Parents with twins are more likely to end up divorced, broke and out of work, according to the first national research on the chaos caused by multiple births, the Times of London reported in its Tuesday edition.
This is despite such parents starting out generally better off, older and more likely to be married than those who have their babies one at a time.
The research was conducted by Stephen McKay, Professor of Social Research at the University of Birmingham. It was commissioned by Britain’s Tamba, the Twins and Multiple Births Association, which said it showed that families with multiple births needed more help, such as a grant at the time of the birth to pay for extra equipment.
The research, which tracked 18,500 families, found that married couples were 17 percent more likely to divorce if they had twins or triplets rather than several children with gaps in between.
The impact on family finances is even more pronounced. Two thirds of multiple-birth families said they were significantly financially worse off after their babies were born, compared with 40 percent of other parents.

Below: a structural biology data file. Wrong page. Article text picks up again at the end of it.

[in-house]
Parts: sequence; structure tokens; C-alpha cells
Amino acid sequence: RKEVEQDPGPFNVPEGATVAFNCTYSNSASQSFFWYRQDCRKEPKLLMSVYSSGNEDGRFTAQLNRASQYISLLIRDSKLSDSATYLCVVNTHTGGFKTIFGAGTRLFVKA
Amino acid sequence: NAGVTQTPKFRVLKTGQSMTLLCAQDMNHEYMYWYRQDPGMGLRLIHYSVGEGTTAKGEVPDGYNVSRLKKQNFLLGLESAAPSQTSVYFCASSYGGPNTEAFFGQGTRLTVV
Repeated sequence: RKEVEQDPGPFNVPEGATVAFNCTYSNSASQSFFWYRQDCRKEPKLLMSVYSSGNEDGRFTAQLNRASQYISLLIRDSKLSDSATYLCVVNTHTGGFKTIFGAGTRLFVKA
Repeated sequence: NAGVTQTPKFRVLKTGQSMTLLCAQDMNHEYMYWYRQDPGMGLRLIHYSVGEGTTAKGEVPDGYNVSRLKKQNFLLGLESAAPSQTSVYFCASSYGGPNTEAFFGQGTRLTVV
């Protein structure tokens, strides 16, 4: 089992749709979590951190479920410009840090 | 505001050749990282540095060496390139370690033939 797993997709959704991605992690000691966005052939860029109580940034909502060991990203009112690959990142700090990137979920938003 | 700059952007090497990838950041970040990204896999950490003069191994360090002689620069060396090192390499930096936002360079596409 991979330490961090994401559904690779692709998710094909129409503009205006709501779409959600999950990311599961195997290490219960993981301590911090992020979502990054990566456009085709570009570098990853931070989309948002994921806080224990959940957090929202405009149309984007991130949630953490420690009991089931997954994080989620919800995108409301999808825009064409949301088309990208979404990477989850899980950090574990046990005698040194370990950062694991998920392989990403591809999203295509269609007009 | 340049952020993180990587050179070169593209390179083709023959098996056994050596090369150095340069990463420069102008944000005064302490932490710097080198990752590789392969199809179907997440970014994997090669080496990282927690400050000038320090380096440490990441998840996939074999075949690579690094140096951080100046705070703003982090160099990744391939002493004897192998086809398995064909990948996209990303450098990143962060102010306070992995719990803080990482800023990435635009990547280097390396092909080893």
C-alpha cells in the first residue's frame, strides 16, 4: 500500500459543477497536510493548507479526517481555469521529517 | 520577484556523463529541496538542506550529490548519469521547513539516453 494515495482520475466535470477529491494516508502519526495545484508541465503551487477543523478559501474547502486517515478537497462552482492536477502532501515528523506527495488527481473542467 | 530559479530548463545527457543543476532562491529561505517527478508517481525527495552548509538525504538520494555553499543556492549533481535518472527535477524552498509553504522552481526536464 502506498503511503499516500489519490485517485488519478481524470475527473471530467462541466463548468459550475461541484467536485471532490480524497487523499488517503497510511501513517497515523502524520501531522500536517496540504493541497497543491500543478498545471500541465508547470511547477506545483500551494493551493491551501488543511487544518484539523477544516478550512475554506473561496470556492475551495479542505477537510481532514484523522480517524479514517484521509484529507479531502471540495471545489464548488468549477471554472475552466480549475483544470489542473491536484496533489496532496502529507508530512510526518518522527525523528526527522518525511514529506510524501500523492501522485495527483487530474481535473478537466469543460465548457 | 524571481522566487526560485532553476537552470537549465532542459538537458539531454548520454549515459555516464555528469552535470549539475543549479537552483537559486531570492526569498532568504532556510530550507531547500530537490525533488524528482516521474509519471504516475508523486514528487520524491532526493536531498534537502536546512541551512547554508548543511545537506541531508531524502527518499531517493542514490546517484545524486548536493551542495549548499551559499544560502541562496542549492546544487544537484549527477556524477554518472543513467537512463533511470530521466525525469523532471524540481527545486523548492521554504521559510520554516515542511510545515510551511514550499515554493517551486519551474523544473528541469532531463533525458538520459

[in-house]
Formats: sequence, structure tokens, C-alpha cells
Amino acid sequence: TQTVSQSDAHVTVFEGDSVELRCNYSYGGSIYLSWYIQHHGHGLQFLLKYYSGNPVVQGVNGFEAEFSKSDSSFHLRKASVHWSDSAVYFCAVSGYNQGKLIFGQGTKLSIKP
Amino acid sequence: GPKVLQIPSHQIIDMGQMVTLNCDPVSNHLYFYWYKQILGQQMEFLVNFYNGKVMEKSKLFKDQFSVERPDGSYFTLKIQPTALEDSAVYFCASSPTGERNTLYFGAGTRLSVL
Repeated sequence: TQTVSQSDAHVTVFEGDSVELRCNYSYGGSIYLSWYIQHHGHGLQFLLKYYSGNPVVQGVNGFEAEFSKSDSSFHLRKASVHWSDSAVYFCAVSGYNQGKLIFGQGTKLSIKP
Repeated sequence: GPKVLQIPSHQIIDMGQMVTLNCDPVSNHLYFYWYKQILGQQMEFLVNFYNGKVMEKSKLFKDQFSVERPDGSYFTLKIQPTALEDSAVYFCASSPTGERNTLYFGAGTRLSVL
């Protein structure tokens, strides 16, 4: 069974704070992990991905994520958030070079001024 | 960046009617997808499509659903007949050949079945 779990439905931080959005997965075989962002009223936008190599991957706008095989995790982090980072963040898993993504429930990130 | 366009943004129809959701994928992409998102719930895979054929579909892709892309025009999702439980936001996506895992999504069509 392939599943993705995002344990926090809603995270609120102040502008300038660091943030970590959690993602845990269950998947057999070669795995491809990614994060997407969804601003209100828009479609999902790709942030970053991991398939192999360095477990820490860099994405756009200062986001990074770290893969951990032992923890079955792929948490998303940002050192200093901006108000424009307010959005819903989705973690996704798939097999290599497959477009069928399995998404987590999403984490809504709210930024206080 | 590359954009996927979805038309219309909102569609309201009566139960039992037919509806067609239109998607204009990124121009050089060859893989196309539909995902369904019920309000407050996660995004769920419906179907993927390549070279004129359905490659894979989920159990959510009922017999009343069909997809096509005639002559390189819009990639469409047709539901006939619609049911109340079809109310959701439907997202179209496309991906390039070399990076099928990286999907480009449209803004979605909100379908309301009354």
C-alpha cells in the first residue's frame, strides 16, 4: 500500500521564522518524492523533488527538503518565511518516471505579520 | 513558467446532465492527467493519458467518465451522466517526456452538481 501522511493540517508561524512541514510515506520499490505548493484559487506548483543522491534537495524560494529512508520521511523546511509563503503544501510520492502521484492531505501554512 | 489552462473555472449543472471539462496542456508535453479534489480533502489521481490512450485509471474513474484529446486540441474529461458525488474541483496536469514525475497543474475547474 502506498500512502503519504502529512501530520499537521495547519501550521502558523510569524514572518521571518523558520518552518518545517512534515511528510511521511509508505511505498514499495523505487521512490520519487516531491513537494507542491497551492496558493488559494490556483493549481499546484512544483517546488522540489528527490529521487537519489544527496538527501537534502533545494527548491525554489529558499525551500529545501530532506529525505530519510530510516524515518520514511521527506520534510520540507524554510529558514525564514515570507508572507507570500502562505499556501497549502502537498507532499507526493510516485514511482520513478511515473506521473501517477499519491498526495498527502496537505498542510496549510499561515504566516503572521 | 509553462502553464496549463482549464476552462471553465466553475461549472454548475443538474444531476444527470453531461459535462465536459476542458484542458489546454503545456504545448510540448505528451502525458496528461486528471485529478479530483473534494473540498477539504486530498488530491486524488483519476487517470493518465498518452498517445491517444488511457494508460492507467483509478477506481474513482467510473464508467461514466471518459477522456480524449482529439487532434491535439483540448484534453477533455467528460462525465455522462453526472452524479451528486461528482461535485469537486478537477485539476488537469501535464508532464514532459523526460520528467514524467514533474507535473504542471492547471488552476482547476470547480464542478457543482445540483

Nine months after giving birth, mothers of twins and triplets were 20 percent less likely to have returned to work than mothers of single babies, the cost of childcare being largely to blame, the researchers said.
Among lower-income groups, the poorest quarter of families with multiple births lived off £181 ($272) a week compared with £192 ($289) among poor families with single-birth children.
The proportion of multiple births has soared as a result of IVF and women giving birth when they are older, according to the research. One in 65 births now results in twins or triplets compared with one in 100 in 1970.